Poems from The Edge


My current home is in Cwmbran, a town between Newport and Pontypool in South Wales. Cwm is Welsh for ‘valley,’and bran is the Welsh word for a raven, or crow.  Cwmbran is popularly translated as Crow Valley, or The Valley of the Crow.  My view is that  ‘raven’ would offer our fine town a greater dignity.  But Bran was also the name of a legendary hero who crops up frequently in Welsh mythology and is prominent in the Mabinogion.  Blaen is the Welsh word for a valley head, and Blaen Bran resembles a cauldron, a receptacle associated with the legendary Bran.  Older local tradition has it that that the name really means The Valley of Bran, that legendary hero whose head is buried beneath the Tower of London. To me, this is a far more satisfying translation, especially as a nearby grove of trees resembles a torque, that heavy gold necklet worn by ancient Celtic chieftains.  My poem argues the case:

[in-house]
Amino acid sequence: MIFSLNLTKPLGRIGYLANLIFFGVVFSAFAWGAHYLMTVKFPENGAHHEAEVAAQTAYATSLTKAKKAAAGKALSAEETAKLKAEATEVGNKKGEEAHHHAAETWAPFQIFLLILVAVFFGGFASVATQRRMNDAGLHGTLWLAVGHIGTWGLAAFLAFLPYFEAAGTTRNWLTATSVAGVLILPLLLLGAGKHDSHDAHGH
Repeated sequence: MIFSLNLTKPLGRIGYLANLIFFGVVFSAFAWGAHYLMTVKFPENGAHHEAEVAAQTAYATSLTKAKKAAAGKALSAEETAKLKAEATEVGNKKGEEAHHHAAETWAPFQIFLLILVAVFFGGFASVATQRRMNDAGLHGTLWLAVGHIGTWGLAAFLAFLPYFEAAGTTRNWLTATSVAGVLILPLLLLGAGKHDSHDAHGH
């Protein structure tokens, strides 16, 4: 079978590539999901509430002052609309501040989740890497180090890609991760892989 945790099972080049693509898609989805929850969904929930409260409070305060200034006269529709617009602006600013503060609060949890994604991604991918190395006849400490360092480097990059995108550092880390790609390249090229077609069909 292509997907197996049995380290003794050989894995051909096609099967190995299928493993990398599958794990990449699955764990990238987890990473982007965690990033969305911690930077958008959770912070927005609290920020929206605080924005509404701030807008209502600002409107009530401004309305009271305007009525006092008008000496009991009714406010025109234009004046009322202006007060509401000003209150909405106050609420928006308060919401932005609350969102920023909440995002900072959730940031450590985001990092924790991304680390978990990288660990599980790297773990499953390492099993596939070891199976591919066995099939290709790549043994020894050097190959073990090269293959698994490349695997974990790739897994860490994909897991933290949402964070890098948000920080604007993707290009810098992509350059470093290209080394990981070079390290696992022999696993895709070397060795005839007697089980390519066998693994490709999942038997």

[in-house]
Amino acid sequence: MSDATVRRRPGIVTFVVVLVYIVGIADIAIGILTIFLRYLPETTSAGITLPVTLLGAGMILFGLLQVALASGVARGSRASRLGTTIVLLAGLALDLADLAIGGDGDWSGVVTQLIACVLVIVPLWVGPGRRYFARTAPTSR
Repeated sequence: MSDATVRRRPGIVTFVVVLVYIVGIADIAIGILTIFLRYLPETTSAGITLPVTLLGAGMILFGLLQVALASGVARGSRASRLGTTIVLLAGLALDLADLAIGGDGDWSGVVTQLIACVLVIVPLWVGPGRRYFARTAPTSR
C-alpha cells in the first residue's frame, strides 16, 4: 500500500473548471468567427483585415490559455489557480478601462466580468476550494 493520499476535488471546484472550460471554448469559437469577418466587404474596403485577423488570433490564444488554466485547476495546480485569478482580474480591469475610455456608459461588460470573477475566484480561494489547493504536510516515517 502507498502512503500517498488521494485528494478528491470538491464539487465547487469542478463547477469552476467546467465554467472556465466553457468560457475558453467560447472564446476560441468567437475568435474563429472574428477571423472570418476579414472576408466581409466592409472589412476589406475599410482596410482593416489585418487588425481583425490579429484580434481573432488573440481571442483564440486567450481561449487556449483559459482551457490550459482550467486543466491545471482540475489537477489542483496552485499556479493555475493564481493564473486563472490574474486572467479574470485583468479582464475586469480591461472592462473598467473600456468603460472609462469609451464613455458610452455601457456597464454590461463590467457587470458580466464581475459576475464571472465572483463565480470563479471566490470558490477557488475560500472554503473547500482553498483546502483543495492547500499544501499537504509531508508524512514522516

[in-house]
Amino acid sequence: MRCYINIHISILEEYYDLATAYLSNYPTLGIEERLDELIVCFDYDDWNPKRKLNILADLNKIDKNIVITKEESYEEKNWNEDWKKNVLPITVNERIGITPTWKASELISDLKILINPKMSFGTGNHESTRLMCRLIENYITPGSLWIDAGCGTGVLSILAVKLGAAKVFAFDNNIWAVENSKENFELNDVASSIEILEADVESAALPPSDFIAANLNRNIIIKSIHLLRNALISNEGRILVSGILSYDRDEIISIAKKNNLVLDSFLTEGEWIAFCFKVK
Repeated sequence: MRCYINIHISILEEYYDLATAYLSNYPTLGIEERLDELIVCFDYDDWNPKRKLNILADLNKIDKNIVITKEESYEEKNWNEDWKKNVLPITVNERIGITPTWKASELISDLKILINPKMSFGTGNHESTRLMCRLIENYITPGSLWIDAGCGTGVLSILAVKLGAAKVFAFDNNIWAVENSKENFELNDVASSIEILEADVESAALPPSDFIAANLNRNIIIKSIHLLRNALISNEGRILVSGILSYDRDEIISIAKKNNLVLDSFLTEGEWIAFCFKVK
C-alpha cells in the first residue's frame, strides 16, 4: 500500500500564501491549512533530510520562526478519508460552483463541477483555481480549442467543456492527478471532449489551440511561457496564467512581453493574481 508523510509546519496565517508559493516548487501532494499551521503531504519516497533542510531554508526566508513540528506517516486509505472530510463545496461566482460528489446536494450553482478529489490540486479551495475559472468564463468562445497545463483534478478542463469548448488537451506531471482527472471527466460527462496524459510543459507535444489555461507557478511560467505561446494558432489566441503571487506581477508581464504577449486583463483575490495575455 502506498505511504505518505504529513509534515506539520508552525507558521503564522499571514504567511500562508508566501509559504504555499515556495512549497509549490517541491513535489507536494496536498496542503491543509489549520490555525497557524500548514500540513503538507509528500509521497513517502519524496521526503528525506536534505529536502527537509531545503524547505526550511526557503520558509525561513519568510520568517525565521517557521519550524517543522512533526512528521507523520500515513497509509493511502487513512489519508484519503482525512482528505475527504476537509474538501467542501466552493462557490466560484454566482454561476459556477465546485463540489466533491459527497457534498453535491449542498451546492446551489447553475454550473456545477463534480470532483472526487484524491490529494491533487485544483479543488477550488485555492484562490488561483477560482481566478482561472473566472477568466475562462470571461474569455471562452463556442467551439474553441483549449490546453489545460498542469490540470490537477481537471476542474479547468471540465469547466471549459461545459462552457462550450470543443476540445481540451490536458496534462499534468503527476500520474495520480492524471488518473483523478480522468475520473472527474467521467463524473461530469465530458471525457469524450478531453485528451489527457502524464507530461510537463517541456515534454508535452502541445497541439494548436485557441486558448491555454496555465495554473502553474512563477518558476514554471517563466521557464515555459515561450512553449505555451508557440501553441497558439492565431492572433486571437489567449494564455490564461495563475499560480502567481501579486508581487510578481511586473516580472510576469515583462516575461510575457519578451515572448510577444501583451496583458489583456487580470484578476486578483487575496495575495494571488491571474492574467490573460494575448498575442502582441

Blaen Bran

Misty lies written in symbols

and mistranslations nailed by steel

to the valley floor. A hero’s

torque etched in trees; a whispered myth

lost on the breeze. The morning mist

boils up like steam from a cauldron

sculpted by ice, beneath blue life

cut short by nibbling sheep above

cooling adders sleeping beneath

the sun, peeling away the fragile

lace, unveiling the virgin’s coy

face, tears streaking the sunken cheeks

to fill dead waters brooding for

want of work, and crows conceal a

hero’s name, cackling away his

fame, exchanging glorious myth

for coarse mundane  mediocrity.


© Ken Davies 2017